But in the spirit of trying to be balanced, a hint to possible reasons behind the backslide from 'threat', if not justifying the move to that point from 'hope', can be seen later on in the piece here: 

A report last week by a European think tank, the International Council for Capital Formation, said hitting the Kyoto targets could wipe out at least 200,000 jobs each in Italy, Germany and Britain and more than 600,000 in Spain.

Who... would be a politician these days? Can't please all of the people...

However, there is one good thing to come of this:  I think I may have sorted our heating bills for winter. Now all I have to do is figure out how to disappoint Greenpeace. At least a tonne's worth. 

But knowing my luck they may figure 'we who would salute them' (I'll leave out the 'about to die' as that is too depressing) would perhaps have been more sympathetic if it had been a lorryload of white feathers. At least once tidied up they make good insulation.

Fly me to the moon... one way (the Earth is pretty much sc@££$ed)

Hot on the heels....

This from the Sunday Times quoting Michael O'Leary, Chief Executive
of Ryanair, 'rejecting claims that his low-fare model is increasing

"If preserving the environment means stopping poor people flying so
only the rich can fly, then screw it".

I don't think he's actually rejecting the claim. He's saying he
doesn't care. Which is almost a bigger worry.

Because he's in a corner, and in defending 'his' business he's kinda
showing what I have been banging on about for a while is coming to
pass, where we're seeing trying to deal with this getting swallowed
by a 'them and us' war.

And I can see a good few folks squaring up against each other here.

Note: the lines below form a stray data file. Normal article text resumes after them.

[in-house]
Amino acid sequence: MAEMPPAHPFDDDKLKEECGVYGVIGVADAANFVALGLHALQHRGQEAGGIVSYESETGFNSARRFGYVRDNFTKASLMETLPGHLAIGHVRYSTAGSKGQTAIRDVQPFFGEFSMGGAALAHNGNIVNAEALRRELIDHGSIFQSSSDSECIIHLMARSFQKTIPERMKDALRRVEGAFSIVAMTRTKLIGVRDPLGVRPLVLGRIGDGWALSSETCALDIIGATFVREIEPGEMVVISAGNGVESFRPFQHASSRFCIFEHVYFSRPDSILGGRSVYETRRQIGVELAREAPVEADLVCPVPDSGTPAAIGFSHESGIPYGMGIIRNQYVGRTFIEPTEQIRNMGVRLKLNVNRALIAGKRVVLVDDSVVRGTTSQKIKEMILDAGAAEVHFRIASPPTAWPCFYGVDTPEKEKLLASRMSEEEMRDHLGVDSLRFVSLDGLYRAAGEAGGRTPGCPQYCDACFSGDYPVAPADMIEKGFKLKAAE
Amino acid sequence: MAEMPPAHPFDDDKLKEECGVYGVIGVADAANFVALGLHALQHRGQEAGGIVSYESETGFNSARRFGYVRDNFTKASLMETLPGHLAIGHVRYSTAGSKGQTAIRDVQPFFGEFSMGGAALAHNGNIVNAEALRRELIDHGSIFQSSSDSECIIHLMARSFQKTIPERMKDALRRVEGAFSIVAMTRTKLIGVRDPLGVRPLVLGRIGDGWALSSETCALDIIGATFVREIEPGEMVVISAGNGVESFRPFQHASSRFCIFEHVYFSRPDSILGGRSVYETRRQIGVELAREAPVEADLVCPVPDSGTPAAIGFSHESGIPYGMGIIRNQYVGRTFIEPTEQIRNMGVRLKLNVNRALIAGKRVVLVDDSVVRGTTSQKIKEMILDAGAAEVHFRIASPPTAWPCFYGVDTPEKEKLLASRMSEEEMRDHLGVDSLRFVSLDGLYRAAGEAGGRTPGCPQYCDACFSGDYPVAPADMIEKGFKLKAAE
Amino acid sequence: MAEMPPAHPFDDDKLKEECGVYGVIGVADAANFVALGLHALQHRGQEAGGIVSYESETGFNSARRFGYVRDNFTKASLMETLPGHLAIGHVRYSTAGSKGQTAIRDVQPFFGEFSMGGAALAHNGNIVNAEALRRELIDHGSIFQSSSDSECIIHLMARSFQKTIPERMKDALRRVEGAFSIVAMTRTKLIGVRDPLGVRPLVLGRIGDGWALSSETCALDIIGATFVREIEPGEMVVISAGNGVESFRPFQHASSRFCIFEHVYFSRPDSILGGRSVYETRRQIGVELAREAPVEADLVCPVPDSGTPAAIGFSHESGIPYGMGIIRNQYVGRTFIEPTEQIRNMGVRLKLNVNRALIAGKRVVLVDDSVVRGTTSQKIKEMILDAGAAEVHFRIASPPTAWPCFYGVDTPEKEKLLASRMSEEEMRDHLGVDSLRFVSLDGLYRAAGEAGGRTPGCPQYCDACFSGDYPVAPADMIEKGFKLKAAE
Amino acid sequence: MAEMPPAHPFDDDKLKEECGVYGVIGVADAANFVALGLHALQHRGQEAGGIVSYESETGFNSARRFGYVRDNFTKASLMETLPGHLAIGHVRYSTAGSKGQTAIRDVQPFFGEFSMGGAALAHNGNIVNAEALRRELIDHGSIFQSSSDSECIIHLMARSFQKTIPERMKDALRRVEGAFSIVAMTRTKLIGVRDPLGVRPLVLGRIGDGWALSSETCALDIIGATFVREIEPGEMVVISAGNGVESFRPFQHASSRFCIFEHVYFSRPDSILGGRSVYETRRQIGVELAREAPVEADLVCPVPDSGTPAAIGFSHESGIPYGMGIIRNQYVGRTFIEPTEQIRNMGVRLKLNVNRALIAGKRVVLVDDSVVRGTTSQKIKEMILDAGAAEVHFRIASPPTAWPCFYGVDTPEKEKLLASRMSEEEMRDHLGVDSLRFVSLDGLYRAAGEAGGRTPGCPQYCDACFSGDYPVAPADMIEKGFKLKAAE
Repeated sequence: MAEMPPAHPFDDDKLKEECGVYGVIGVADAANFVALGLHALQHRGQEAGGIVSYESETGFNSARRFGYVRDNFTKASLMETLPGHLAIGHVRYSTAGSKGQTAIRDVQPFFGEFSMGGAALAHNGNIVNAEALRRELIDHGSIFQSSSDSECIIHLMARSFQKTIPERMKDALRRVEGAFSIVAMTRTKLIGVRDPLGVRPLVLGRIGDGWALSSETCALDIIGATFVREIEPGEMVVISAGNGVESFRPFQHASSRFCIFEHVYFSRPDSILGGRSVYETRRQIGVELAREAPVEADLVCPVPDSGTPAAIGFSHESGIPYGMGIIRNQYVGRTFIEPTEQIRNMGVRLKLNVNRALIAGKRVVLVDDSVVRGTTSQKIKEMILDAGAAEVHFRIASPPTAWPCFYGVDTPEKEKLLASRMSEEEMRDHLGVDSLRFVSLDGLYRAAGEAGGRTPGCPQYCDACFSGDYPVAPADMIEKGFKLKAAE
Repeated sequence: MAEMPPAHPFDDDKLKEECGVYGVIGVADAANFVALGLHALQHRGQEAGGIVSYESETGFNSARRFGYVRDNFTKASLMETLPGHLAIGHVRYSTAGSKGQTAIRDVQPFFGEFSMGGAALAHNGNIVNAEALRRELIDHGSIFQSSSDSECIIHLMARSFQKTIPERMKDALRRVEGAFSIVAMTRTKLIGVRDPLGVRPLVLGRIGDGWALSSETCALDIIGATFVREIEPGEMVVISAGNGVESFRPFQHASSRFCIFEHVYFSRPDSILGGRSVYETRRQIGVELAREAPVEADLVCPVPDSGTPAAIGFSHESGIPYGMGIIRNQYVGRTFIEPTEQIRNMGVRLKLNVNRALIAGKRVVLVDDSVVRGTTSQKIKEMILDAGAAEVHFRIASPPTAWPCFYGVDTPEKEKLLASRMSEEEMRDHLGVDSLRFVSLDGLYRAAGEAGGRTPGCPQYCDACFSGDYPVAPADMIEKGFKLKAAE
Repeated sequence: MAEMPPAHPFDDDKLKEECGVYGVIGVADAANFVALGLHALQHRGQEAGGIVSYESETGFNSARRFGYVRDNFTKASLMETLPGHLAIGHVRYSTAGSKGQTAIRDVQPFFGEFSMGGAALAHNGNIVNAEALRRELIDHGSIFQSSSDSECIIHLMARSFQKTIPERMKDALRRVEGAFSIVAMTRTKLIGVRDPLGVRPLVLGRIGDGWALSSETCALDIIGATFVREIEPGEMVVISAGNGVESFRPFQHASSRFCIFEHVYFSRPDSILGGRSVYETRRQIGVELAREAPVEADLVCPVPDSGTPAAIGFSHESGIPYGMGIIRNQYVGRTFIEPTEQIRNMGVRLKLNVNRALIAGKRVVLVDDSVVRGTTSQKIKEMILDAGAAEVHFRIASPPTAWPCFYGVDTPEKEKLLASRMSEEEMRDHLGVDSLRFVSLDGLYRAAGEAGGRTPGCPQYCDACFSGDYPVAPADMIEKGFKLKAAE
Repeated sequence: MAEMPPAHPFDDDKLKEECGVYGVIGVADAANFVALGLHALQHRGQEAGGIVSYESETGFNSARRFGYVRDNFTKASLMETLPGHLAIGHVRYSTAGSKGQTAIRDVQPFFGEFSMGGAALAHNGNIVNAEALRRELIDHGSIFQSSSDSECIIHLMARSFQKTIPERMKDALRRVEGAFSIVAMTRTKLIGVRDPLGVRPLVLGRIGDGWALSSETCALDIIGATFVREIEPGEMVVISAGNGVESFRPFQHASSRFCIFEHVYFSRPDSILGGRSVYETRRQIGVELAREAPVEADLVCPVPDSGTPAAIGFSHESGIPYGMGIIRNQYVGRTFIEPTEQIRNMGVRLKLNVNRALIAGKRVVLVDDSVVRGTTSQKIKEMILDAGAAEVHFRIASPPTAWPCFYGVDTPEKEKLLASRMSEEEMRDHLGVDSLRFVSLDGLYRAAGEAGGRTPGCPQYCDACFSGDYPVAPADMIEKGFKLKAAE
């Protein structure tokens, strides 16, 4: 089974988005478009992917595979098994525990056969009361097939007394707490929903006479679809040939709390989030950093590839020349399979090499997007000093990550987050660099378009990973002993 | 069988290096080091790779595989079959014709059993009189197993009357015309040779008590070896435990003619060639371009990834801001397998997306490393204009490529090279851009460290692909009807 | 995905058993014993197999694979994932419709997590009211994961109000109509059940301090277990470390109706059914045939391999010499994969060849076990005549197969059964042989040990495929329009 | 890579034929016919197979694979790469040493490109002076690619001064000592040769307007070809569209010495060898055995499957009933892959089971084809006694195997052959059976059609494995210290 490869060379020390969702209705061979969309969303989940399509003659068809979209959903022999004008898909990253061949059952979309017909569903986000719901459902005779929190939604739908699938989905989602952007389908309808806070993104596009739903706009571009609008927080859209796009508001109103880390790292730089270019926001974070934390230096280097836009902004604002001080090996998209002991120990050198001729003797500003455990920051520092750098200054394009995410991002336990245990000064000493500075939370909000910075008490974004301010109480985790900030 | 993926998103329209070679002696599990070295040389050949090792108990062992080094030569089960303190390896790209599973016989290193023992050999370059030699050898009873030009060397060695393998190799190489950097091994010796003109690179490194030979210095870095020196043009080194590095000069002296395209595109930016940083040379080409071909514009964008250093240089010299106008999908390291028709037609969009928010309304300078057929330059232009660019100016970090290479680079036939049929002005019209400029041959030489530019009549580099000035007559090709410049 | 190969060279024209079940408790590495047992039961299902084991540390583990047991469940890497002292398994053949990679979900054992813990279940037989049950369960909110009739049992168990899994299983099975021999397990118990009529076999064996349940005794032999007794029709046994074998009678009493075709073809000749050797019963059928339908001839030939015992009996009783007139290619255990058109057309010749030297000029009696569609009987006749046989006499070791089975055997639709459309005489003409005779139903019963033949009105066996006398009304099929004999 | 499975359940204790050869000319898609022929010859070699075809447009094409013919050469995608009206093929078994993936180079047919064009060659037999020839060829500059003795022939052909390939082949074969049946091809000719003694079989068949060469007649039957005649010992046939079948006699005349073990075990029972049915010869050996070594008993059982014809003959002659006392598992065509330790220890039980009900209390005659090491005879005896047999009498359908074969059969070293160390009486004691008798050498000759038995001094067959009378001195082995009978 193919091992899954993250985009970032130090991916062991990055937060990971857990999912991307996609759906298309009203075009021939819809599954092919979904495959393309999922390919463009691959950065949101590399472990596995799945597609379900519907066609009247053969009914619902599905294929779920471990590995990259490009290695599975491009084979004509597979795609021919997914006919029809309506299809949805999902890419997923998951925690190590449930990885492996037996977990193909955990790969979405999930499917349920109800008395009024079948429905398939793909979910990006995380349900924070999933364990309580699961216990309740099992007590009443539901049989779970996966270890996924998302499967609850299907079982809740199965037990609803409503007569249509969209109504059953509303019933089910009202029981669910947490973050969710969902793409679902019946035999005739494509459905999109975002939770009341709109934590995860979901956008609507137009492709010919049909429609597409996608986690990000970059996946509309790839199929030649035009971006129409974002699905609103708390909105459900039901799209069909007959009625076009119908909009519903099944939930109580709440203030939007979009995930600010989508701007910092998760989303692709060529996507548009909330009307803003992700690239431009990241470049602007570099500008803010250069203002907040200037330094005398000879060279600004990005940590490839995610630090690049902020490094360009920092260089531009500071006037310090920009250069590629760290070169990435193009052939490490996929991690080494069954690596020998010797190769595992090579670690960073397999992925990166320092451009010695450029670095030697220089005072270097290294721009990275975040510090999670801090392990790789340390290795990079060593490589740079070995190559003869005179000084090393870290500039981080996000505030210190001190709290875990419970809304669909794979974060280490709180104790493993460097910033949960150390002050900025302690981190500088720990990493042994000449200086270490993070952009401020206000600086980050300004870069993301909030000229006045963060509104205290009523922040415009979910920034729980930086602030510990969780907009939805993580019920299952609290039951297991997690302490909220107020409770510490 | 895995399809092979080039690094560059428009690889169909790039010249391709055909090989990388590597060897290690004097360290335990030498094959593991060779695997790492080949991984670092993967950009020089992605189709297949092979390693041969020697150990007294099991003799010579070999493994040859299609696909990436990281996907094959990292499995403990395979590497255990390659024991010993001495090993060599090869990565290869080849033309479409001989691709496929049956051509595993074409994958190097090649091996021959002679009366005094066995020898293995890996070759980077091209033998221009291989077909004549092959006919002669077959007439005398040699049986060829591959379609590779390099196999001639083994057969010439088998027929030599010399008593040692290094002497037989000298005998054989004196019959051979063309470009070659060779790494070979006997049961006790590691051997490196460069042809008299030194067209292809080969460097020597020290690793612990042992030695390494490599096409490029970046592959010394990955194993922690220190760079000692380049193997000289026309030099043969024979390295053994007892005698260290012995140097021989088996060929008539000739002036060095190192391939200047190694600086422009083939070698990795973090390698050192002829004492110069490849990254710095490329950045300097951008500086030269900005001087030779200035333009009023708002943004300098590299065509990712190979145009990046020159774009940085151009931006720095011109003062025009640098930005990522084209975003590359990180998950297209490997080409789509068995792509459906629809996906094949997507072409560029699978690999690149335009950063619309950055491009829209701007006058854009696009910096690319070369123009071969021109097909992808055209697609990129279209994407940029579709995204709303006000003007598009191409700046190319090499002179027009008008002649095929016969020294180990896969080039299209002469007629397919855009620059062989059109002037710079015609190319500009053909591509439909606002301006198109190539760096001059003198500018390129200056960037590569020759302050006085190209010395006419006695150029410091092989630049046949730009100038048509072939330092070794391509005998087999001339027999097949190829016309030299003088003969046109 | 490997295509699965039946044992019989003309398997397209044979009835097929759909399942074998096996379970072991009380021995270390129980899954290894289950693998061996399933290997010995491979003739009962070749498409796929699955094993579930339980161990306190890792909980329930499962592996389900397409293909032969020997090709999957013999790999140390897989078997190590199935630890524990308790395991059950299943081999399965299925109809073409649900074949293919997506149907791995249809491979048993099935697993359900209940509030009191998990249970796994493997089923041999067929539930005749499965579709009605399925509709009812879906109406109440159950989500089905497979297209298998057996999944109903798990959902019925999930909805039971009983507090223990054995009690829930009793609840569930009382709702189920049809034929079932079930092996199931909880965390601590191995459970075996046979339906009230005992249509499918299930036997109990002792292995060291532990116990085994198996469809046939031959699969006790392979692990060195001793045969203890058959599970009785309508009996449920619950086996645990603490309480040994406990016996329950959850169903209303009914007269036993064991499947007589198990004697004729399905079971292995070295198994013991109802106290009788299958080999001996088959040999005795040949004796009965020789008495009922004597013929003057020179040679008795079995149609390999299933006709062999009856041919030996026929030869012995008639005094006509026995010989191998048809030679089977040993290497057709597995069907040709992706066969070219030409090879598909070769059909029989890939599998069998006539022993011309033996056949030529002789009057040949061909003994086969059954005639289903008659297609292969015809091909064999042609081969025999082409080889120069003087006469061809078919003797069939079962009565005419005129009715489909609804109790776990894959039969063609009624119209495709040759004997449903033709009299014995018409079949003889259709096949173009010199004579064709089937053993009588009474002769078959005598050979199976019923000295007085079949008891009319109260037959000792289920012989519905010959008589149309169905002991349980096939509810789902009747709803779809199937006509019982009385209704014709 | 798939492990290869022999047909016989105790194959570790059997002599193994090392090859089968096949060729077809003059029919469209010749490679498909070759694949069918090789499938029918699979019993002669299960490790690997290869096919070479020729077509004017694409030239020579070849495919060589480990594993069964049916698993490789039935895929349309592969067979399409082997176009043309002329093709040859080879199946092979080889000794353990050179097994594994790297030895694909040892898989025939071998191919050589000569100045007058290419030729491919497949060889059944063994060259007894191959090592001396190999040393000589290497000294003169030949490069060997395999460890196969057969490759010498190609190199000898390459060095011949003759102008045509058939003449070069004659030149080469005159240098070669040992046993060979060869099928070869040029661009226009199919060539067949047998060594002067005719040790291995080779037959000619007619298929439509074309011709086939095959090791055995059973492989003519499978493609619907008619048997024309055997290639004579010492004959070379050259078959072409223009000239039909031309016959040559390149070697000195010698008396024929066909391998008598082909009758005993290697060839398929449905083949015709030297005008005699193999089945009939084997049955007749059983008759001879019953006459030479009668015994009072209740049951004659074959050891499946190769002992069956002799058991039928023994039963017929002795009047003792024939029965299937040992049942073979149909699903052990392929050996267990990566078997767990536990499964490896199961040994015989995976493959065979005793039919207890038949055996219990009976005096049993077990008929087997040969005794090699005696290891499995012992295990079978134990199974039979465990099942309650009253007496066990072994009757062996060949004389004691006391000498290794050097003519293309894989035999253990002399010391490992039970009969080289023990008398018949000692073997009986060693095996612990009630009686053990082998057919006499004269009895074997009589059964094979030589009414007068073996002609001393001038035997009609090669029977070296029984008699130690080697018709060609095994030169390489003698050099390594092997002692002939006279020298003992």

With only one set of losers. Us.



Considering their father's bad example, it is but a matter of time before my boys start to swear like little troopers.

But for now, thanks to a saintly mother, a certain amount of hypocritical (don't do as I do...) guidance by me and their own sense of what gets you brownie points in polite company, they do not. At least, not bad words. I wish I could resist as they do. Yet having read the following I am moved to coin a few choice phrases:

Sample : Although rising concentrations of carbon dioxide, methane, nitrous oxides and other gases are almost certainly driving the global rise in temperature observed in recent decades, the natural greenhouse effect - without which the world would be considerably colder - is largely down to atmospheric water vapour.

I'm sorry, but isn't just about everything we're looking at transport-wise to mitigate this is of 'the and all you get out the pipe is water' variety? Of everything I have been reading, hydrogen was the one that made sense to me, even if we ended up in a Blade-Runner permanent rainstorm. I guess a fair bit drips onto the tarmac, but won't an awful lot go up in... er... steam?

Solar powered 747's anyone?

So until I can get my head around this I would like for now to borrow from one of my son's very worst: Oh... crud.